How I saved my husband from his P addiction

No one ever thinks it will happen to them. The story that everyone needs to read.

Elise Niu, 33, with husband Ray, 34, and their four children (l-r), Cavalli, 10, Raven, 4, Quincy, 1, and Koda, 7.

Images by Michelle Davies Photography NZ

From the moment she met him she knew she was going to marry him. What Elise Niu, a personal trainer and mum-of-four from the Kapiti Coast, didn’t foresee was that her future husband, Ray, was also going to become a P addict.

Here, the Kiwi couple share their deeply personal story – a story about family, compassion and hope, and a young mum’s refusal to let the man she loved destroy himself, or their family unit.

Elise says…

Ray and I met in 2001 when I was 18 years old. We had both just been selected for the New Zealand under 21’s mixed touch [rugby] team.

For me, it was love at first sight. It’s so weird but as soon as I saw him I was like, ‘I’m going to marry that man and I’m going to have his babies.’

Ray is a quiet person and very shy – quite the gentleman – so I had to chase him a bit. Eventually he started opening up and chatting with me through text messages. We started dating and then in 2006 we made the move to Australia together to start an OE.

Not long after getting there I unexpectedly got pregnant. That kind of put the OE experience to rest and we actually never went anywhere after that. We had our first child in 2007, and then got married in 2009. Two more sons followed in 2010 and 2013. We were living in Sydney.

When you ask me were there ever any signs of what was to come I’d say that yes, there was a little bit of gambling. I used to work part-time at a bar and Ray would come in to work and while I’d be finishing off my last hour or cleaning, he would just sit on the pokie machines.

I didn’t feel it could be an issue, but the buzz he got out of jumping on the pokie machines triggered off an excitement.

It was a few years later, in 2015, that the meth reared its ugly head.

By this time he was working in the oil refinery industry, and you would hear rumours that there was P and that it was really available in the industry. It was always just something that people would talk about or joke about, but I’d never thought my husband would ever be involved with it, with him being a family man and the fact that I’m into health and fitness.

Elise hopes her story will inspire hope in other families that are in similar circumstances.

But I started noticing changes in Ray…

The first sign was weight loss; my husband’s beautiful looks just disappeared. It was a gaunt and frail look – so when your husband is wearing your track pants and they’re falling off HIS hips you kind of feel like oh, what’s going on here…?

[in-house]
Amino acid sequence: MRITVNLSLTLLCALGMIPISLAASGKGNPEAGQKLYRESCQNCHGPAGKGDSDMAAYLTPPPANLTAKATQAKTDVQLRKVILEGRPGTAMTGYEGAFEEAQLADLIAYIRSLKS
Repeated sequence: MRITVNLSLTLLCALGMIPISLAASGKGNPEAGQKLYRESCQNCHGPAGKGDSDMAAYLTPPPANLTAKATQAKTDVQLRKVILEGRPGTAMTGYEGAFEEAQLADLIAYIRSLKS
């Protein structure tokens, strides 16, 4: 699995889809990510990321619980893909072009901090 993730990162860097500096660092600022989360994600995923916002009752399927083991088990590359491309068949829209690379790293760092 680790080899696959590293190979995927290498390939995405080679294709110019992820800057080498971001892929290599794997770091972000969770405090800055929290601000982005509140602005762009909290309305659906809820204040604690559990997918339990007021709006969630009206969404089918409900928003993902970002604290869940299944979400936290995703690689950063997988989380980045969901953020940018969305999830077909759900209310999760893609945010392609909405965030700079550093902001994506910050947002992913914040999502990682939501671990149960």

And then for someone who would never raise his voice or call people names he began having these rages.

I started to diary his patterns of behaviour and what I found is that I would have a few good days of a happy-ish, upbeat husband and then three days of him sleep, sleep, sleeping, and usually the sleeping would happen over the weekend.

The talkativeness was another sign because my husband’s not a talkative person. So when I had a husband coming home and chatting 100 miles an hour and not making sense at all I was like ‘who are you? Who is this person?’

I found it uncomfortable because I knew it wasn’t normal.

And he wasn’t sleeping at night – he would just be up on his phone till three or four in the morning and then have to get up for work at 6am.

I would say ‘hey, are you taking anything?’ And he would just say ‘I’m taking a pre-workout supplement and that’s why I’ve lost so much weight’, or that it was just something to keep him awake at work or to give him energy at work.

I’d ask, ‘Well, why is it affecting your behaviour and why are you losing that much weight on a pre-workout [supplement]?’

He used to say ‘you never believe me’ so I started feeling like I was the bad person, that there was something wrong with me and that I was brewing up trouble in our relationship.

Ray and Elise treasure their children.

The day I found out

It got to a point where our arguments were so bad that he packed his bags and left for a week. I found out later he spent that week sleeping in our garage.

But in that time he also accessed a personal phone and credit cards and spent tens of thousands of dollars on drugs and gambling.

I was freaking out, a week not knowing where my husband was. I had to find a way to bring him back home.

So I called him and said, ‘Look, I’ve got something on – I need you to come home and look after the kids’.

There was still some part of myself that was thinking that I was just a really bad wife and I had caused this issue because I was putting so much pressure on him.

I actually had nowhere to go so I just ended up going to the movies and eating popcorn and ice-cream, feeling sorry for myself.

When I arrived home afterwards he had fallen asleep on the floor in the lounge and I saw something popping out of the back of his pocket.

I reached in and found a pipe and a little bag of white, powdery stuff. I’m not too aware of what drugs look like and I was like ‘is this is what I think it is?’

This is what you read about in the papers; this is what you hear about in stories where families fall apart.

My natural reaction would usually have been to hit the roof, yell and scream, swear, ring the police.

But there was some part of me, a voice in my head and a part of my heart which was telling me to change my reaction.

So I went into my room and took a deep breath – at this point I was shaking. And then I wrote him a letter, telling him I loved him and I would be there for him.

I slipped it into the bag he’d brought with him and then laid down next to him and put my arm around him.

In a soft voice, so as not to wake him, I just repeated these affirmations: ‘I know who you are; I know you are a great dad, you’re a great husband and I’m going to help you be that person again.’

I told him that everything was going to be okay and that we were going to get through this together.

And then this is quite strange, but after a few minutes he woke up and said ‘babe, I have something to tell you’.

Finding help

We tried to find help in Australia and Ray did counselling but it wasn’t enough. Through all the one-on-ones with psychologists and the group sessions, he was still using drugs.

Looking back over the year we’d just had, there had been times when I had seen him hold his stomach in pain and seen him vomit. I had just thought my husband had a tummy ache. Now I know those were times when he had tried to fight it and now that I look back I’m like ‘man, you were having withdrawals’.

So there were times when he had tried to stop because he knew he was losing his family and losing the plot.

It was around this time that my mum came over for an early Christmas and I also found out I was pregnant with number four.